– a chemical used to alter / reduce a component of, or the entire color, of a porous gem. Some gemstones are bleached and then dyed, a form of “combination treatment.”
1. The most commonly encountered bleached gems include:
Jadeite jade – Jadeite is often bleached with acid to remove an unwanted brown component from the material. Bleaching in jade is typically part of a two-step process: because acid bleaching causes the material to become slightly porous or susceptible to breakage along fractures, it is then subsequently treated with polymer impregnation to fill these open spaces to produce a better overall appearance.
These sections of jadeite show the material as it looks before and after bleaching.
Pearls – All types of pearls are routinely bleached with hydrogen peroxide to lighten and improve their uniformity of color.
Cultured pearls are routinely bleached to achieve uniformity of color.
Other materials – Some coral, chalcedony and tiger’s eye quartz may be bleached to lighten their color.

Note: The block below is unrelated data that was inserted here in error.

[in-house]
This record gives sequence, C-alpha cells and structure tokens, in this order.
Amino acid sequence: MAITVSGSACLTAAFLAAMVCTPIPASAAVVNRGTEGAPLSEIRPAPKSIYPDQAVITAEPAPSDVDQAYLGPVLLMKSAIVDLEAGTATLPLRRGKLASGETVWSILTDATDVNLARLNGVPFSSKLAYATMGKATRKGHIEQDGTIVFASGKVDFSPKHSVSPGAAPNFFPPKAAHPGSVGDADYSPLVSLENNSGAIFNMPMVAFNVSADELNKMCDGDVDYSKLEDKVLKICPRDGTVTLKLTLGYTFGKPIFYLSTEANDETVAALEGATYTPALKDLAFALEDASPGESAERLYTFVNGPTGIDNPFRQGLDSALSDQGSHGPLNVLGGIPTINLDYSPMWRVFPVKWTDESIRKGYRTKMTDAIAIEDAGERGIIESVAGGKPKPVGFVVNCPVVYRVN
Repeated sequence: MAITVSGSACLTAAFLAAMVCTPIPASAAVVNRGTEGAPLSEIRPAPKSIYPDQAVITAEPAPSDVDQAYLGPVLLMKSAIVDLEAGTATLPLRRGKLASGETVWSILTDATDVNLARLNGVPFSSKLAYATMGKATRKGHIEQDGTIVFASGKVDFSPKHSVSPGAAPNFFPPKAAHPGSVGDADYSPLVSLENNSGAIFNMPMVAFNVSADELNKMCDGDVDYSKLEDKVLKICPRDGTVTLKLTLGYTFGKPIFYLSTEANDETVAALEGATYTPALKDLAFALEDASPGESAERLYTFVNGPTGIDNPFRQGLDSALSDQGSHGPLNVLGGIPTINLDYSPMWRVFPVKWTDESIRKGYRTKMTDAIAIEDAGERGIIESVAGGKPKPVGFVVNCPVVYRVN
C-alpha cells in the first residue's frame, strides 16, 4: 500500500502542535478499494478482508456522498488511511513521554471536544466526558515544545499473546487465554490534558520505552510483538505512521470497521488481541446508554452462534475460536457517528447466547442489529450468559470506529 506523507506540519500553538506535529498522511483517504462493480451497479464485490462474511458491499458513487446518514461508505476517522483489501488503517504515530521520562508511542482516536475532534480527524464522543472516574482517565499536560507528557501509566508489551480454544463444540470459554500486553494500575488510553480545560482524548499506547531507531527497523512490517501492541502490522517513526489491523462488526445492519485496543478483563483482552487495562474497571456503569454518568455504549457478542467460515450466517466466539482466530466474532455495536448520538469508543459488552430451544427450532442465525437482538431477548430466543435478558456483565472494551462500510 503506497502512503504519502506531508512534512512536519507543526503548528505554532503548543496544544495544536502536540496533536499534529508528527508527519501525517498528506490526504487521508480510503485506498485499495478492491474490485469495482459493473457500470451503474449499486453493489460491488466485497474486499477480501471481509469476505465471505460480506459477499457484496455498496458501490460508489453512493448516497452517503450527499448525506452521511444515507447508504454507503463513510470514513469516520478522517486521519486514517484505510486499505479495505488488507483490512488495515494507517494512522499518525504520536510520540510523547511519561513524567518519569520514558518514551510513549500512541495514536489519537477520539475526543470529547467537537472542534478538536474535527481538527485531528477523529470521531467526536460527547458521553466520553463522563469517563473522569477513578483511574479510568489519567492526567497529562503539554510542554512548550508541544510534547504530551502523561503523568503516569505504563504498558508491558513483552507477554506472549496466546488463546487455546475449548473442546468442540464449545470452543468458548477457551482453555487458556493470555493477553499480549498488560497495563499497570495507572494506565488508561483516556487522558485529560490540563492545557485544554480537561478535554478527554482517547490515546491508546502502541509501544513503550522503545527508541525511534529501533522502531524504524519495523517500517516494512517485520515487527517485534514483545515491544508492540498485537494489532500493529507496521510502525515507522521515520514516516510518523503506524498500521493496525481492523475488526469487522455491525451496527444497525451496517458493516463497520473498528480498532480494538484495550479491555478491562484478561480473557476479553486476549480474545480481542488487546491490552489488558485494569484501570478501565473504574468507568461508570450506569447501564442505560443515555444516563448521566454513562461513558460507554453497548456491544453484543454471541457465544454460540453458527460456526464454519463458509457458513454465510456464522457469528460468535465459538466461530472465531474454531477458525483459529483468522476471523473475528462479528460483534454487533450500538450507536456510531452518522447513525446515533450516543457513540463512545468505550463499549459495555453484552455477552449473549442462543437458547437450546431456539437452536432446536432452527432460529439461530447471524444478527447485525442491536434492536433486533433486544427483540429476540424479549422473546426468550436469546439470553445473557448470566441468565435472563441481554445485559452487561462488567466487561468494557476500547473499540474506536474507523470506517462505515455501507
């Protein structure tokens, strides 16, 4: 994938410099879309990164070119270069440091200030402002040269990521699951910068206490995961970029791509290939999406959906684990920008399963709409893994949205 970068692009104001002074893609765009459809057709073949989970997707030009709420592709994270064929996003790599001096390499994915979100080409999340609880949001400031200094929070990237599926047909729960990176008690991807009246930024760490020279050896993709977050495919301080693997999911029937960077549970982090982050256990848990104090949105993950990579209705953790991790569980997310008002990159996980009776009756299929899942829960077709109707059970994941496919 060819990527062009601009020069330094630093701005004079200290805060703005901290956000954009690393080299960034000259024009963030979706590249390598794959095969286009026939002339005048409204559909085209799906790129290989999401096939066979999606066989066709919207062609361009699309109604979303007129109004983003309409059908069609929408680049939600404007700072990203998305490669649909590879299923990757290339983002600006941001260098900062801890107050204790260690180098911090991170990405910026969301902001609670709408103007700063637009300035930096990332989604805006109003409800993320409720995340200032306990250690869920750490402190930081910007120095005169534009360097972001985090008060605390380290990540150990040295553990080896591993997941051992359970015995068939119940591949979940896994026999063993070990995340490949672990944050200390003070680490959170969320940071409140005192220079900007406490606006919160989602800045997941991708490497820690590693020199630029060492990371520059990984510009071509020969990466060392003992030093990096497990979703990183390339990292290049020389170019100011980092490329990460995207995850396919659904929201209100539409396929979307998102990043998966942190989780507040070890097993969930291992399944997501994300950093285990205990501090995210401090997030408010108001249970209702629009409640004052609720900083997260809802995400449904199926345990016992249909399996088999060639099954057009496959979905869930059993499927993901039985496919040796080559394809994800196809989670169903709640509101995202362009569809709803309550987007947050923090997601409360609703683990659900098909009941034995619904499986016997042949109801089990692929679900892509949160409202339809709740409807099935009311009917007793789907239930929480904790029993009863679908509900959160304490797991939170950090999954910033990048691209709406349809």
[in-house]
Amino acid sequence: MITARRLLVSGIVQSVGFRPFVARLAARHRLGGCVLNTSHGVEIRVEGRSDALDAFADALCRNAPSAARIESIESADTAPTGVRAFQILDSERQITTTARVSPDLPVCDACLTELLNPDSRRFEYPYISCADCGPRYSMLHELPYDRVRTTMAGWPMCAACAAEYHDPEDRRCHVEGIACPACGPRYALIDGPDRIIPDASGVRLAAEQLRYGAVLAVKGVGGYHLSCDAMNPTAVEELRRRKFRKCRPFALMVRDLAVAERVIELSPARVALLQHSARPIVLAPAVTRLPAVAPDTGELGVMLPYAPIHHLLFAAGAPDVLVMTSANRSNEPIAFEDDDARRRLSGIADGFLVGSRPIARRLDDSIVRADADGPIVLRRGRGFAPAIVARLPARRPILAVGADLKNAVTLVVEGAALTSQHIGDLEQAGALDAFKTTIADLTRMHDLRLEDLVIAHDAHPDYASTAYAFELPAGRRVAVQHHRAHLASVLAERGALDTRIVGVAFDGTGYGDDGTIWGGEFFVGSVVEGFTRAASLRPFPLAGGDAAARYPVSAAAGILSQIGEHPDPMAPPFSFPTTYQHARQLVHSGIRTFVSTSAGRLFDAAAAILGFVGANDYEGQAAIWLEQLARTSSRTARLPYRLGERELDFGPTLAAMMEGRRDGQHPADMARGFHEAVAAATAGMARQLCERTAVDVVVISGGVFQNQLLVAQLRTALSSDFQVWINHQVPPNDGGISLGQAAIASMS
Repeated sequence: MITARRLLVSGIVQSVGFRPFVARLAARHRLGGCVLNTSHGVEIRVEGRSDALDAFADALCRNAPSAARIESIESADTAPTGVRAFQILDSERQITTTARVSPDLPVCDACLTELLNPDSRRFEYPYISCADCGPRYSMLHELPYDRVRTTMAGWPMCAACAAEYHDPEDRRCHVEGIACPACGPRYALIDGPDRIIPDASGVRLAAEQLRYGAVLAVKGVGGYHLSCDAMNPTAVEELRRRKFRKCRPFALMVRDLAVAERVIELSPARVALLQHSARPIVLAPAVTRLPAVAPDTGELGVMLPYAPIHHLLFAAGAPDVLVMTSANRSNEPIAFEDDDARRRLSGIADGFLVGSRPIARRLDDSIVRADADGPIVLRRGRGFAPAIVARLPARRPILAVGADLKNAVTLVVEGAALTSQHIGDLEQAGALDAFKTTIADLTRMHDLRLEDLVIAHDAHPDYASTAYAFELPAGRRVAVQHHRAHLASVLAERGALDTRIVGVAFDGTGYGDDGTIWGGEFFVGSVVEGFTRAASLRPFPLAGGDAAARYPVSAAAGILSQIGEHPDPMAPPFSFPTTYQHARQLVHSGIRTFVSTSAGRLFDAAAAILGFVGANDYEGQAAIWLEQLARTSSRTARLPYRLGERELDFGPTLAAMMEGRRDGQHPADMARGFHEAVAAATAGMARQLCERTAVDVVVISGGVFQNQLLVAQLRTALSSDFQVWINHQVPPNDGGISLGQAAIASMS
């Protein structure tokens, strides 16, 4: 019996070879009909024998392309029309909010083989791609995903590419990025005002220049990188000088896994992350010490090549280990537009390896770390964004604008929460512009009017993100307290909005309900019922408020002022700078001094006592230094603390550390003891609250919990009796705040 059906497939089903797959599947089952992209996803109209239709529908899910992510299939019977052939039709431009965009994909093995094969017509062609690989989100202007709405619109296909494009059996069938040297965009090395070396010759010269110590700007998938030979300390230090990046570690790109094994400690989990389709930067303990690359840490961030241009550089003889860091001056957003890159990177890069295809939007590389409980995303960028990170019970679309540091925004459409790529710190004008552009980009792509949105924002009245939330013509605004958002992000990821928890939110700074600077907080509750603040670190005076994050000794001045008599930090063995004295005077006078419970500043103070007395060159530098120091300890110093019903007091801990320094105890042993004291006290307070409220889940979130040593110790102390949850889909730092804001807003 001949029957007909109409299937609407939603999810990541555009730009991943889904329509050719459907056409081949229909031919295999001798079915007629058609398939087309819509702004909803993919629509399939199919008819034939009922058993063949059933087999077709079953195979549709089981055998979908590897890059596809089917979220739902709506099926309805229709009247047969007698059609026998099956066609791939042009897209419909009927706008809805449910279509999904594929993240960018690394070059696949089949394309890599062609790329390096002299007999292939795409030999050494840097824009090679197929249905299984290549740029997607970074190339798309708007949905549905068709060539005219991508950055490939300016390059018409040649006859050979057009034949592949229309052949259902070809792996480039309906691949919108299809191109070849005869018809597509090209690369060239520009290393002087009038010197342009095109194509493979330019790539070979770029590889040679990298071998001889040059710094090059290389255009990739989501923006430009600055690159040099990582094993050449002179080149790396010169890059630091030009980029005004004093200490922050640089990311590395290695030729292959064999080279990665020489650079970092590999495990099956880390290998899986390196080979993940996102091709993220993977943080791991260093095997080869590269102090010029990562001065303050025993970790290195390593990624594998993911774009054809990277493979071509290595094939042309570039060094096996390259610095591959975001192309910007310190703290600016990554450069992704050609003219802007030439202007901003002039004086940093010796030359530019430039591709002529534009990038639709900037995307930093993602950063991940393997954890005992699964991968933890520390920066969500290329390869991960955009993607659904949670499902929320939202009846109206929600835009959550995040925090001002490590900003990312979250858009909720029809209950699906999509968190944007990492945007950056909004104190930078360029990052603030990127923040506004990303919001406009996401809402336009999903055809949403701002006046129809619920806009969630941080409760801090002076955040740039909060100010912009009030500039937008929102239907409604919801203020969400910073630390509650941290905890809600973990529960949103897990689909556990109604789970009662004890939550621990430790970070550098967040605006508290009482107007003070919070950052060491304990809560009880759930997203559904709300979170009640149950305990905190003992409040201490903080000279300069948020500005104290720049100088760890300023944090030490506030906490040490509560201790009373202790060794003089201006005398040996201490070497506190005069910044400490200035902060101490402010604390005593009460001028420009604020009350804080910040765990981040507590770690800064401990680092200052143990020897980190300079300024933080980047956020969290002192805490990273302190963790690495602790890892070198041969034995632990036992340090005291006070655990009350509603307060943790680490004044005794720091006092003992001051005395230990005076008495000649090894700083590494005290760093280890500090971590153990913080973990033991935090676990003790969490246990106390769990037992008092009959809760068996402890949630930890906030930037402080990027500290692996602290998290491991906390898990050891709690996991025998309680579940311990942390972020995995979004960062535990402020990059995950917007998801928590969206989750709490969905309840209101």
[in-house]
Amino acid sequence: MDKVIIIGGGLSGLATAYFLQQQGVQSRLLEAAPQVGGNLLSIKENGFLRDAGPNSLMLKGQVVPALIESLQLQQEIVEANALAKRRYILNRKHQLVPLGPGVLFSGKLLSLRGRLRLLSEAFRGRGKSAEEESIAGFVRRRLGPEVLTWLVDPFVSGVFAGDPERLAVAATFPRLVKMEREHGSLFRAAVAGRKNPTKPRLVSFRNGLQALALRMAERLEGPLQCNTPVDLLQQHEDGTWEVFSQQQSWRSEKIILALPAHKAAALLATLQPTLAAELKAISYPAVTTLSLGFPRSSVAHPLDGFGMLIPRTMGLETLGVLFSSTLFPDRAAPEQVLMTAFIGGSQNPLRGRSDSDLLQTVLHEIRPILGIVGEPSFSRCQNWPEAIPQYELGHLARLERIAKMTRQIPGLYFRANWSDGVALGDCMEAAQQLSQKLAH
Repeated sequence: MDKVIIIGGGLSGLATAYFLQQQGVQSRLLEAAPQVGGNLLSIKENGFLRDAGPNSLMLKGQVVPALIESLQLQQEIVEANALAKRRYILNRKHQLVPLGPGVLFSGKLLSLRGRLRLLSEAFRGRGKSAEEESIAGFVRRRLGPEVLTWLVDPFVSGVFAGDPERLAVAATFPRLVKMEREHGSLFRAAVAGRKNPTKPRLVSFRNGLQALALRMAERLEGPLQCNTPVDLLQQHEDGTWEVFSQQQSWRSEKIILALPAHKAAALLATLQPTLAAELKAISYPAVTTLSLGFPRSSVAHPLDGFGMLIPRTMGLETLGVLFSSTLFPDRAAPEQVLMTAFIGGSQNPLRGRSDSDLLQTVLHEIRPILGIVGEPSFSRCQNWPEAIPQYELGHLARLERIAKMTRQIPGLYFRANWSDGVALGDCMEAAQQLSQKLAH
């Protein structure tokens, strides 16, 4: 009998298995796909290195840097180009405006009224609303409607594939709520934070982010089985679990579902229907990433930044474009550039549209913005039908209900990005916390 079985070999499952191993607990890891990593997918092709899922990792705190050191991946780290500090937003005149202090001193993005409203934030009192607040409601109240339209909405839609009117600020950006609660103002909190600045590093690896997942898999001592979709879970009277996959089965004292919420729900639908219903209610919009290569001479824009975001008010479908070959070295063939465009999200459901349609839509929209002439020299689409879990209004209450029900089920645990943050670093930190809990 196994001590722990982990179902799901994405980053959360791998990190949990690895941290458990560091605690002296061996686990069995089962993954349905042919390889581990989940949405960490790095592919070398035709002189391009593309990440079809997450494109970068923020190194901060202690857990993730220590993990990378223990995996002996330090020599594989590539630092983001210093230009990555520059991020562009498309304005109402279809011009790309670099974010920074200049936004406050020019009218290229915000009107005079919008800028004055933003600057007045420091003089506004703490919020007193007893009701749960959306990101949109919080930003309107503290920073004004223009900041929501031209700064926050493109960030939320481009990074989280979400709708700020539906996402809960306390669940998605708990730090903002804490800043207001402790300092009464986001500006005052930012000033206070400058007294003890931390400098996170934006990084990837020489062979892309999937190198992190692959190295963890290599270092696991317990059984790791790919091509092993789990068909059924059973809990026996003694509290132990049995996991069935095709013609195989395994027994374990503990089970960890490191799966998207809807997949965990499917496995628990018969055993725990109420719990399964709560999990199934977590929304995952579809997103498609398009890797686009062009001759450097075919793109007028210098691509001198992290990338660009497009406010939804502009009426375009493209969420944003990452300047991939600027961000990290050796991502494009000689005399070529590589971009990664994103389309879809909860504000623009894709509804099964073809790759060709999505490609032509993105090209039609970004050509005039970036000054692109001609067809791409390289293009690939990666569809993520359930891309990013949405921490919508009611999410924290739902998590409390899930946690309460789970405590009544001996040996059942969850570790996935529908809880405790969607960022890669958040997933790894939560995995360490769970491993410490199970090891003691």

2. Detectability – Bleaching as a one-step process is virtually impossible to detect in most cases. The second step, impregnation with polymer compounds, is easier to detect by a qualified gemological laboratory using magnification and more advanced analytical techniques.
3. Encountered in the trade – Frequently in pearls and jadeite.
4. Durability factors – Acid bleaching causes a breakdown in the structure of most materials, so as a stand-alone treatment, leaves materials vulnerable to breakage. Most bleaching is followed by impregnation to improve durability and strengthen perceived color
5. Special care requirements – Bleached gems tend to be more brittle, and they may be much more porous and thereby more absorbent of human oils and other liquids. It is suggested that pearls be kept in a soft, dry environment to avoid surface damage.
Source: Robert Weldon, www.gia.edu
To learn more about gem treatments see also: